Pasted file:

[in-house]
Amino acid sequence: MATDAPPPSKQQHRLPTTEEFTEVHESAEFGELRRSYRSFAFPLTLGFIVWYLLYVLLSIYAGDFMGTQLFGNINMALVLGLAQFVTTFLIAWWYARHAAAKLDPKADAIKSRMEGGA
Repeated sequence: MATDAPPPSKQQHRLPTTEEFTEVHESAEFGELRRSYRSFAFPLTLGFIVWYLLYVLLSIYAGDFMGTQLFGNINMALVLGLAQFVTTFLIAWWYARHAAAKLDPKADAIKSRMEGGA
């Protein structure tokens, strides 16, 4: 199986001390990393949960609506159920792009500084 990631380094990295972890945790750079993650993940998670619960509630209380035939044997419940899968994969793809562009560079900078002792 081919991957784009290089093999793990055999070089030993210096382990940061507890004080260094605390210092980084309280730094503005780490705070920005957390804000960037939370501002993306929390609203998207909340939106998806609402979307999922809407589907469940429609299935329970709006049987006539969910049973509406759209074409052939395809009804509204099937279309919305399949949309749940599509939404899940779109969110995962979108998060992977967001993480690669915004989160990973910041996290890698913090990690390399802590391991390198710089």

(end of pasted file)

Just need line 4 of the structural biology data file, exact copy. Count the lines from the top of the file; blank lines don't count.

């Protein structure tokens, strides 16, 4: 199986001390990393949960609506159920792009500084 990631380094990295972890945790750079993650993940998670619960509630209380035939044997419940899968994969793809562009560079900078002792 081919991957784009290089093999793990055999070089030993210096382990940061507890004080260094605390210092980084309280730094503005780490705070920005957390804000960037939370501002993306929390609203998207909340939106998806609402979307999922809407589907469940429609299935329970709006049987006539969910049973509406759209074409052939395809009804509204099937279309919305399949949309749940599509939404899940779109969110995962979108998060992977967001993480690669915004989160990973910041996290890698913090990690390399802590391991390198710089």